Fibre optic cables can be split in to two key types, Loose Tube and Tight Buffered.
Loose Tube fibre optic cables are the type that has traditionally been used in telecommunications networks where they are predominantly installed in external environments. The 250 micron primary coated fibres are contained within a plastic tube which may or may not contain a water blocking gel. One or more tubes are then surrounded by some form of strength member before an outer sheath is applied. The outer sheath may be PVC, LSZH or PE, depending on the environment in to which the cable will be installed. The construction of a typical single loose tube cable is shown below.
The strength elements may be Aramid Yarn or E-glass yarn, both of which provide tensile strength and a degree of crush resistance. E-glass yarn has the additional benefit that it provides a level of resistance to damage by rodents. Cables designed for direct burial will usually have a metallic element (either corrugated steel tape (CST) or braided steel wire) to provide extra crush resistance.
An example of a CST armoured loose tube cable
Each loose tube will typically contain 12 fibres, although some constructions have up to 24 fibres in each tube. The use of multiple tubes in a single cable sheath mean that cables with several hundred fibres can be produced.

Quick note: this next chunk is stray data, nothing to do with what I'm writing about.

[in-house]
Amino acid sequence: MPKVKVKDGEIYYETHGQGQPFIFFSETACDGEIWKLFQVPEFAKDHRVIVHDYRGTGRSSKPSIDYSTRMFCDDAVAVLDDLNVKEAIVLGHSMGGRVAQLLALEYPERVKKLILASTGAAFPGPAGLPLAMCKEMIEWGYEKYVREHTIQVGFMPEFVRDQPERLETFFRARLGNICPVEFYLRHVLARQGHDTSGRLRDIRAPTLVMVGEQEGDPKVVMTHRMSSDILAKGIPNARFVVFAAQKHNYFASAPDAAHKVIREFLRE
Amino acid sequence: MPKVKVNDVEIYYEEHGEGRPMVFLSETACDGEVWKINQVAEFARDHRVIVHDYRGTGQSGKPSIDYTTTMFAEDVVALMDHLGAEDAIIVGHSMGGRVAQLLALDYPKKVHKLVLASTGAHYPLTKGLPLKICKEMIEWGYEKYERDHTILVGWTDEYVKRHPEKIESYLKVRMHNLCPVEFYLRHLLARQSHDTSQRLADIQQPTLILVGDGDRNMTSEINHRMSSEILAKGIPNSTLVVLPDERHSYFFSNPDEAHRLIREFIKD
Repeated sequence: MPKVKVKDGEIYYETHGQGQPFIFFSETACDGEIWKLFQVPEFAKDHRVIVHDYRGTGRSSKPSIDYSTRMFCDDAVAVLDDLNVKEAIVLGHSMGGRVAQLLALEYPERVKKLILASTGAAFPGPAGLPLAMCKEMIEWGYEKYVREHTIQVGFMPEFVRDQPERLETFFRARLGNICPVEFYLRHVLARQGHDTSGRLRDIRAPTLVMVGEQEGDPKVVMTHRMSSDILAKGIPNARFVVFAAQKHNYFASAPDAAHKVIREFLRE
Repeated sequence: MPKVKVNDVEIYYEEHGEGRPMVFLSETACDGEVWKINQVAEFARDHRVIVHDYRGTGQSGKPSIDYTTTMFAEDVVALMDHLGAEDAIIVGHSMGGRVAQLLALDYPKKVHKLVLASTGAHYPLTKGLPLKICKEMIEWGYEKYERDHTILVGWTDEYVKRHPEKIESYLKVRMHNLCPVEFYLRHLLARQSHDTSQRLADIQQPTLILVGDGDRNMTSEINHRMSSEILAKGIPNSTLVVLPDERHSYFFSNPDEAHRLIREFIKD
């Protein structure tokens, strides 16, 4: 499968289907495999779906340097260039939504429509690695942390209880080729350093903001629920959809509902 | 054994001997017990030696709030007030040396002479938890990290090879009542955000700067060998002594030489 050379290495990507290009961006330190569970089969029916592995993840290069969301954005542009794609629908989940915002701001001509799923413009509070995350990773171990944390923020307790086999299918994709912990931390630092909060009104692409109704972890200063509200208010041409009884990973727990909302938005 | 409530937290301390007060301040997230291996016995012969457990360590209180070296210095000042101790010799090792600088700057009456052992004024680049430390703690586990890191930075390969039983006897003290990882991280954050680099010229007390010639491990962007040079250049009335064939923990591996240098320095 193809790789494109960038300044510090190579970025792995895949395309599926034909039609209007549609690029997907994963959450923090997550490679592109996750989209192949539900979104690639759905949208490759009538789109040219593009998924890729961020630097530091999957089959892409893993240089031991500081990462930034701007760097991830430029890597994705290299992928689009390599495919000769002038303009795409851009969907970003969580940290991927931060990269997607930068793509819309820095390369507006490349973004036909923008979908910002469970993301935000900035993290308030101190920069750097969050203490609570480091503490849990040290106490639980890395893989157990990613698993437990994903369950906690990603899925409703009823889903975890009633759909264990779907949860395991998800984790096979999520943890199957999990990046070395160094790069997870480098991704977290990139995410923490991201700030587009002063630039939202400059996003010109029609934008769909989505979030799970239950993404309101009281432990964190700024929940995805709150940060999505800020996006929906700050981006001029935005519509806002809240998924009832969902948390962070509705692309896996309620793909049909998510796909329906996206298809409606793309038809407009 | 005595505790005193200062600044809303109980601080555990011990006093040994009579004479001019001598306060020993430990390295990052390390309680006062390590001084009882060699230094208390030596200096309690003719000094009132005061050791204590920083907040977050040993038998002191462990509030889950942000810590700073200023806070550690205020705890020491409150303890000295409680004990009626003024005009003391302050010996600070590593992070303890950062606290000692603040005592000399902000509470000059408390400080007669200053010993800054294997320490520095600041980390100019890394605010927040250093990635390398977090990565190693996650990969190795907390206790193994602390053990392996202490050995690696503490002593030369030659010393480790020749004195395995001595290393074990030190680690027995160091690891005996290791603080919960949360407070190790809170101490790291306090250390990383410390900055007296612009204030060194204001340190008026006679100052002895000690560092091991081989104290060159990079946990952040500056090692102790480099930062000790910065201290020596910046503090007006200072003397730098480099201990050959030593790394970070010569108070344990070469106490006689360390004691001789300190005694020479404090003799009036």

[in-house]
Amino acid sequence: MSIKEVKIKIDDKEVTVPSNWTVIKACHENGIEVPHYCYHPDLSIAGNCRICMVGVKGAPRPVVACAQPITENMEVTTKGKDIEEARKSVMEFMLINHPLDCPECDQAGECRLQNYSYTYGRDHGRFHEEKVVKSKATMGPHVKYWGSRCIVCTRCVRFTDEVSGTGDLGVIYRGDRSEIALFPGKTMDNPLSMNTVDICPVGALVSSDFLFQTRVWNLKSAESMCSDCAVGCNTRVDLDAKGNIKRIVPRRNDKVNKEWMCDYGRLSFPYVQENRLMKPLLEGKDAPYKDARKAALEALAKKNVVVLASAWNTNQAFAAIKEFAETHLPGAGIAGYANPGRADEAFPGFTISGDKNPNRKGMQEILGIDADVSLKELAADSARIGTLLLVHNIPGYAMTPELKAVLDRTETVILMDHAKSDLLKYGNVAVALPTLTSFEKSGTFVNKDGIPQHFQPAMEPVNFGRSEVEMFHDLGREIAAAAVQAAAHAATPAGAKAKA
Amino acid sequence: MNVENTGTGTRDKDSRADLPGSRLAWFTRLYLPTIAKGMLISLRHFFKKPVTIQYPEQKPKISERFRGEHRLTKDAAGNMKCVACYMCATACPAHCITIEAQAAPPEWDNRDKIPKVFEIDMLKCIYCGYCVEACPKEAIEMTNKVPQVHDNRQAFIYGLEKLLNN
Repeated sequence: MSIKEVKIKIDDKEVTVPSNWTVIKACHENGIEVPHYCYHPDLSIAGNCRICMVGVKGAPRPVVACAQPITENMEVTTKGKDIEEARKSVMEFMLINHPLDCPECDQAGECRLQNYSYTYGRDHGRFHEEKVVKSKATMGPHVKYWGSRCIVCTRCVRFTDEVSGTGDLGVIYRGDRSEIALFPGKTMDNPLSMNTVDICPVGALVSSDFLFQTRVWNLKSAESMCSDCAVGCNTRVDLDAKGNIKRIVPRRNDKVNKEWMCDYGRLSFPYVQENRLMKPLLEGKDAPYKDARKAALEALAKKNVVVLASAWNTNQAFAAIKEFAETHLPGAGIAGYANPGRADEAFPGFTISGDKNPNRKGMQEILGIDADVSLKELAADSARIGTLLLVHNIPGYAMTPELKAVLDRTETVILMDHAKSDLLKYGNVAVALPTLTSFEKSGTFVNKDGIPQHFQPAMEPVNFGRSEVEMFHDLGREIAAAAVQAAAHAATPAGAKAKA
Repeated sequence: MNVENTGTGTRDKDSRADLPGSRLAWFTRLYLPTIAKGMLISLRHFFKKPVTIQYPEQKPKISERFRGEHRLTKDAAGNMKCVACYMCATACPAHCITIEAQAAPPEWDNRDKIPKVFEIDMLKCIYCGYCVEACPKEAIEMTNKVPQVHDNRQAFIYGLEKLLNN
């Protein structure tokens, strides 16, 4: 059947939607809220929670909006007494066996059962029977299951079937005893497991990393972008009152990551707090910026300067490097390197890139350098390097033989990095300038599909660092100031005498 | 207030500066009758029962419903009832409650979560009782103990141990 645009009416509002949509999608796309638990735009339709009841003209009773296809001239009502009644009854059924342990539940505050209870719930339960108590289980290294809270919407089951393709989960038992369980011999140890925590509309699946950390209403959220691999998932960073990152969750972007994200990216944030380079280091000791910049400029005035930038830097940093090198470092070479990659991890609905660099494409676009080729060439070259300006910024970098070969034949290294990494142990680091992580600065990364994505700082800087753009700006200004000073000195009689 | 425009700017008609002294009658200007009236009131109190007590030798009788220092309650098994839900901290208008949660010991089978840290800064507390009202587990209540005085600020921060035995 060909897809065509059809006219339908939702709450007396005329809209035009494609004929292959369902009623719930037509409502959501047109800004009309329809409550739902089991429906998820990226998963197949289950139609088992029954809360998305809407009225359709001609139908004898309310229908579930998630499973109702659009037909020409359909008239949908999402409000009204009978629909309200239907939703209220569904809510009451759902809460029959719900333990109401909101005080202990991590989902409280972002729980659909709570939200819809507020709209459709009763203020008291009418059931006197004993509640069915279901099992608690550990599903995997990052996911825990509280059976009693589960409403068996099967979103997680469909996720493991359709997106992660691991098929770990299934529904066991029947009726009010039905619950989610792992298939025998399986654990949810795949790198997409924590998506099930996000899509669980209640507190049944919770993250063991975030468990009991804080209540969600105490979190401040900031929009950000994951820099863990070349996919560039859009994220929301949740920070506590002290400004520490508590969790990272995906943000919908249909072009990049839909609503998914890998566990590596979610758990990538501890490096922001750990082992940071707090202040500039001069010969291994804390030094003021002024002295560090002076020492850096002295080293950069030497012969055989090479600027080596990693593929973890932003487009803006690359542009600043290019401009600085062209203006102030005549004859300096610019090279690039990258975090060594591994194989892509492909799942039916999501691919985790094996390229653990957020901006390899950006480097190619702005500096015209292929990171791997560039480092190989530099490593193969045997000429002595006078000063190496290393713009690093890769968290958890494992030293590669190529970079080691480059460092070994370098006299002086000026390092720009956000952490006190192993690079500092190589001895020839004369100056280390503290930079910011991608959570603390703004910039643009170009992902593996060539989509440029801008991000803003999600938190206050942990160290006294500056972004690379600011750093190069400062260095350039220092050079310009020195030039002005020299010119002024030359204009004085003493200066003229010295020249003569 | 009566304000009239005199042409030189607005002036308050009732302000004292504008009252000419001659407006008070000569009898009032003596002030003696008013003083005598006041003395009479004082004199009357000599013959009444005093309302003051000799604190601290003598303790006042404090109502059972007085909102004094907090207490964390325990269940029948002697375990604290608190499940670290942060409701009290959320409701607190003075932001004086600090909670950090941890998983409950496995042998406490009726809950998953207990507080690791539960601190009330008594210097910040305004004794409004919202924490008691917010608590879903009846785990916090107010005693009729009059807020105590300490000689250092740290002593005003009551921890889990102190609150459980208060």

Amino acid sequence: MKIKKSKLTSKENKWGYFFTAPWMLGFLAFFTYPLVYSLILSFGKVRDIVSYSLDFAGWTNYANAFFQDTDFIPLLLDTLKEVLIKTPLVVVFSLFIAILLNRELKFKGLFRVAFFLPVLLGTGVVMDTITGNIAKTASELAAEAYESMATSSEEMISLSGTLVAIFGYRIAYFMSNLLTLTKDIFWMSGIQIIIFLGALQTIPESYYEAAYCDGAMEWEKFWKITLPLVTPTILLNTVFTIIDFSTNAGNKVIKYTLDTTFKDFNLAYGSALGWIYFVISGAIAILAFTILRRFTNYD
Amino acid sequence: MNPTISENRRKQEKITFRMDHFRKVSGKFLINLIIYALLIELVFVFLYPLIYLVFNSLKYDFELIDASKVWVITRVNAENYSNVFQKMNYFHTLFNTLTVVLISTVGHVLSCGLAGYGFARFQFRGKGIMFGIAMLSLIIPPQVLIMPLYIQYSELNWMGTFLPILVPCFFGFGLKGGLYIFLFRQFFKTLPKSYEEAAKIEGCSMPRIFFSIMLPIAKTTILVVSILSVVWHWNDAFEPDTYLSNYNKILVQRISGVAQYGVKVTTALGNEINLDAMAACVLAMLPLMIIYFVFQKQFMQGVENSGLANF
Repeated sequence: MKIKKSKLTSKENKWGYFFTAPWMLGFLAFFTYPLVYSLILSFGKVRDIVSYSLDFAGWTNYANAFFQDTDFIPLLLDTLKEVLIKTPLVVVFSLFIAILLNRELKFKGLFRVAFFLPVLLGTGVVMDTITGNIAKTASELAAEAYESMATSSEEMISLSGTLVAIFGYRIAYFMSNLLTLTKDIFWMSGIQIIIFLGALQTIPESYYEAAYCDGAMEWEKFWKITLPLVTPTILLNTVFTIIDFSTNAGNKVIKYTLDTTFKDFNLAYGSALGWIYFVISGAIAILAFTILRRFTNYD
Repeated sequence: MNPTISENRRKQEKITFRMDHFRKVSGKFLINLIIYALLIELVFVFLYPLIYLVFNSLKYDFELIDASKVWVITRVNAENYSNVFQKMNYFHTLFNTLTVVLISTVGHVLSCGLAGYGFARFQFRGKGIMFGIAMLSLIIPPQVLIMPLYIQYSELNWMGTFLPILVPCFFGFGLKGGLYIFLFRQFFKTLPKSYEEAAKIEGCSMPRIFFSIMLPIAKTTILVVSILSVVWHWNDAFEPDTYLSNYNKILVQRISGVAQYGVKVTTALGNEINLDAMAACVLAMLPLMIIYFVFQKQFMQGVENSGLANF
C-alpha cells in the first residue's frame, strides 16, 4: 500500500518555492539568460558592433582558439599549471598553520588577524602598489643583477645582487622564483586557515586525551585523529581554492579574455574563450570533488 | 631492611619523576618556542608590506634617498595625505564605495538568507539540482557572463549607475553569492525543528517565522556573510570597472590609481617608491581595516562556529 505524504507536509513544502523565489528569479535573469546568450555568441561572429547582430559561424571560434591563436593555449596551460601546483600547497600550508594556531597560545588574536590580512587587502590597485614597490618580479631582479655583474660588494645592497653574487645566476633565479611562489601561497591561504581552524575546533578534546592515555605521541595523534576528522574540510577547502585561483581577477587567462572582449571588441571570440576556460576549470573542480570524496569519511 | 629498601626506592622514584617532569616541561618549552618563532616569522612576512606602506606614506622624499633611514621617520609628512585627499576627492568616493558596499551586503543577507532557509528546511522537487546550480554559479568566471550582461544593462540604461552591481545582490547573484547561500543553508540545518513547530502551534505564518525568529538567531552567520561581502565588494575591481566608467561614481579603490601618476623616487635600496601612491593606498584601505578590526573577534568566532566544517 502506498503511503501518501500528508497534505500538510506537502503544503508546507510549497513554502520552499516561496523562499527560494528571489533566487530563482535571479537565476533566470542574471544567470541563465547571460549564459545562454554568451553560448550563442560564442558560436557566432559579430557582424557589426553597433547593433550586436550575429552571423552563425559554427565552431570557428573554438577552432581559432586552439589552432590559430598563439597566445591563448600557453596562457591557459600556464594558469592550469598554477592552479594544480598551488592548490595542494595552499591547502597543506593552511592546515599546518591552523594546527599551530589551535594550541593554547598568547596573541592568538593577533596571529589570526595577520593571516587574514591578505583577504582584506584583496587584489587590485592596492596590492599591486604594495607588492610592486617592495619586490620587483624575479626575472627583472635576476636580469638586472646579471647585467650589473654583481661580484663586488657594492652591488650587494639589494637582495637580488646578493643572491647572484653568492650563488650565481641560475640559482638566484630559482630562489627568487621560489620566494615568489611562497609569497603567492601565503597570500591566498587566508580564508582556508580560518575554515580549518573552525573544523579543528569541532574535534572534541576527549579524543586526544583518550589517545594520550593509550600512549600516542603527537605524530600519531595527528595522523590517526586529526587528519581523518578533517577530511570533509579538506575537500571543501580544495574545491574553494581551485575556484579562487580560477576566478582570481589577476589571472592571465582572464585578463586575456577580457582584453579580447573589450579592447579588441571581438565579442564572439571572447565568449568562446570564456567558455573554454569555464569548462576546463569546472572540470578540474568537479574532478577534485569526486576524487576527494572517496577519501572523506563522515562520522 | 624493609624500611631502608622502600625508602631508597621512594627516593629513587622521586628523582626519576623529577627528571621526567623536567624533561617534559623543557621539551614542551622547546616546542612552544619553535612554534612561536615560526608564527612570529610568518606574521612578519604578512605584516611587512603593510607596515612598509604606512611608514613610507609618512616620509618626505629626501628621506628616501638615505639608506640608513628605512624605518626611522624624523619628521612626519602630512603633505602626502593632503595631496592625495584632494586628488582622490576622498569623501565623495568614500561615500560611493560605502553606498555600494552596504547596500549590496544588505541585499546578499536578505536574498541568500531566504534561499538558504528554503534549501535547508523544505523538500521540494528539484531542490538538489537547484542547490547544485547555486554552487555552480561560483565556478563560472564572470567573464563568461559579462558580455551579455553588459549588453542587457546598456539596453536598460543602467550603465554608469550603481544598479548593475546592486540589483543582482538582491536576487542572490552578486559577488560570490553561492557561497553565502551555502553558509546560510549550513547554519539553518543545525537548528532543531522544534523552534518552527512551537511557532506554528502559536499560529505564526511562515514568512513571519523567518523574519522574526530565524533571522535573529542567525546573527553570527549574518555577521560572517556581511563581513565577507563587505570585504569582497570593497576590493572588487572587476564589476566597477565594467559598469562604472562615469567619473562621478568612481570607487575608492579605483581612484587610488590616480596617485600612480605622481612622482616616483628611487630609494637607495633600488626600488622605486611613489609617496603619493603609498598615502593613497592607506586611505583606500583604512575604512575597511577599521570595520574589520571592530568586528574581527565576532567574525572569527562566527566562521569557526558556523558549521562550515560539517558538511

Due to the fragile nature of the 250 micron primary coated fibres they are normally terminated using a splicing technique where the cable fibre is fused to a pigtail that is factory terminated with the required connector type.
A limitation of the loose tube fibre optic cable construction is its deployment in vertical cable runs. The 250 micron primary coated fibres are not supported in the loose tube which means that there can be significant stress on the fibres when installed vertically. One answer to this is to install loops of cable every 10m or so but the more common modern solution is to use a tight buffered construction.
In a tight buffered cable the 250 micron primary coated fibres have an additional secondary coating (buffer) that has an overall diameter of 900 micron (0.9mm). The 900 micron buffered fibres are surrounded with a strength element and an overall sheath is then applied.
The strength elements may be Aramid Yarn or E-glass yarn and the sheath is typically a Universal Low Smoke Zero Halogen (ULSZH) material, making it suitable for use in both internal and external (when installed in a dry duct) environments. Tight buffered cables tend to have a maximum of 24 fibres but are suitable for both horizontal and vertical cable runs.
Tight buffered fibres may be terminated through the splicing on of pigtails but the addition size and strength of the 900 micron fibres also permits the direct termination of connectors.